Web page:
In my previous question about arrow:

Connect vertices of a regular poly by curved arrows

I'm trying to now position the very end tip of the arrowhead absolutely.

Basically I have want the arrowhead to come in on some specific point on the node(such as the bottom) BUT I want to specify the angle in comes in on(or goes out).

If I just specify [out, in] it changes the position of the arrow and doesn't work well. I need some way to fix the end points of the arrow so that [out, in] do not affect the position.

To understand this. Suppose the very tip of the arrowhead is fixed at some point on a node(the bottom, corner, or edge) but suppose the angle which it "enters" the node is wrong(due to it being a curved arrow like my previous question) or you just want to change it. By using [out, in] it will change the position and not just the angle.

\draw[-stealth,shorten <=0.2cm,shorten >=0.2cm,thick,red](\source)to[out=180, in=60](\destination);

If you don't understand the question change the line in the code in the link to the above. (simply replace bend right with out=180, in=60)

In this case you'll notice that all the arrow heads(and ends) point in the same direction BUT in each case the position relative to the node is different.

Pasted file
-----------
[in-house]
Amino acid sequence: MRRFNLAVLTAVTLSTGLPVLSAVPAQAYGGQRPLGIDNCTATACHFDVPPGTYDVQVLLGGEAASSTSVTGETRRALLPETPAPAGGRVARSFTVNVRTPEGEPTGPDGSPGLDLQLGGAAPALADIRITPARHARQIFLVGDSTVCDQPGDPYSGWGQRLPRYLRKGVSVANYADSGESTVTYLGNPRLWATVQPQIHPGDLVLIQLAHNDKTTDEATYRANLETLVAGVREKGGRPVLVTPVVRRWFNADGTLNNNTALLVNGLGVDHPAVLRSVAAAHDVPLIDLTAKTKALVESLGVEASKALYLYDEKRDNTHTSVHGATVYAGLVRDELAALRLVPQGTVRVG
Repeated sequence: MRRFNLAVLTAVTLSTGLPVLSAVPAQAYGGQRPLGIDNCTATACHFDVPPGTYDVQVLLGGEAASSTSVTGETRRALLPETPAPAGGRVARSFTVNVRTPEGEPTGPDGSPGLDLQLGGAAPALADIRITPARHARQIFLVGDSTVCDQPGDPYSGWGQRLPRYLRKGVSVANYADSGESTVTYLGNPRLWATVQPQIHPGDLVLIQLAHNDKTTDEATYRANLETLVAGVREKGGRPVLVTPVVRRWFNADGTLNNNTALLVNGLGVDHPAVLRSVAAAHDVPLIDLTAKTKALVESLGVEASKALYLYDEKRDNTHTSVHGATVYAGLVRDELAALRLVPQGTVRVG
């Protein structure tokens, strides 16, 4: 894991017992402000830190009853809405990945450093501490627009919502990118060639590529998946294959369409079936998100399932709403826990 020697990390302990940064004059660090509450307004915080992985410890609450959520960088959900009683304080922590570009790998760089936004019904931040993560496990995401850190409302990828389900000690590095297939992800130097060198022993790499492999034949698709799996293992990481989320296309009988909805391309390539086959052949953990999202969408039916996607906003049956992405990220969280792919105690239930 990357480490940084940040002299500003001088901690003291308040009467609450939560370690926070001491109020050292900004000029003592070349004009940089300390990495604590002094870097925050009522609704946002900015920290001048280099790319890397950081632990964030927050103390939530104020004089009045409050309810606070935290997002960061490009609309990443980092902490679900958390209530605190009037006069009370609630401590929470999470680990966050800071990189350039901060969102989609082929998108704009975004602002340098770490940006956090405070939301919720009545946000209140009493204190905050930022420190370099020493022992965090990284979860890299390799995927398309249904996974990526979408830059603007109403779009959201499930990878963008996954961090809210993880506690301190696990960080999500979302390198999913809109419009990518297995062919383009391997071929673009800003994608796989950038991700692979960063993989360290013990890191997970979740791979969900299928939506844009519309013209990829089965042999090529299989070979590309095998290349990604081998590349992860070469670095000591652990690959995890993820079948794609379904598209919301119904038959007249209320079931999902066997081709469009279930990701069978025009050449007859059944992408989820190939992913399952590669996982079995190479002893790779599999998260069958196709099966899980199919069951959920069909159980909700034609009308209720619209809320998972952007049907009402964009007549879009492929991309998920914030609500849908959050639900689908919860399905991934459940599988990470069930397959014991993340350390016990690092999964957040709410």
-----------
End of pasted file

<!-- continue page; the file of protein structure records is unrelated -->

In the above picture you can see that all the arrowheads point in the same direction but touch the node at different positions. The top one is north, the top left is northwest, etc... I want them all to be north, for example, or all be at the bottom of the node(assume each node's top points away from the center of the circle).

  • We would understand much better if you can just show some piece of code. You already have a working solution from the previous question. Why don't you just draw some arrows over that picture where you want things to be?
    – percusse
    Aug 19, 2012 at 16:41
  • @percusse You understand the problem now? Aug 20, 2012 at 3:47

1 Answer 1


I'm not sure to answer the question! you can try specifying the attachment point on the node, but in any case, if you are using the option shorten the points can not be identical

\node[draw](source) at (0,0){};

\node[draw](destination) at (2,5){};
\draw[-stealth,shorten <=0.2cm,shorten >=0.2cm,thick,red](source.180)to[out=180, in=30](destination.60);
\draw[-stealth,shorten <=0.2cm,shorten >=0.2cm,thick,blue](source.180)to[out=180, in=60](destination.60);
\node[draw](source) at (0,0){};

\node[draw](destination) at (2,5){};
\draw[-stealth,shorten <=0.2cm,thick,red](source.180)to[out=180, in=30](destination.60);
\draw[-stealth,shorten <=0.2cm,thick,blue](source.180)to[out=180, in=60](destination.60);


enter image description here

  • That's it. I didn't know you could specity the angle around the box as an anchor simply by using .angle on the node name. Thanks. Aug 20, 2012 at 11:21

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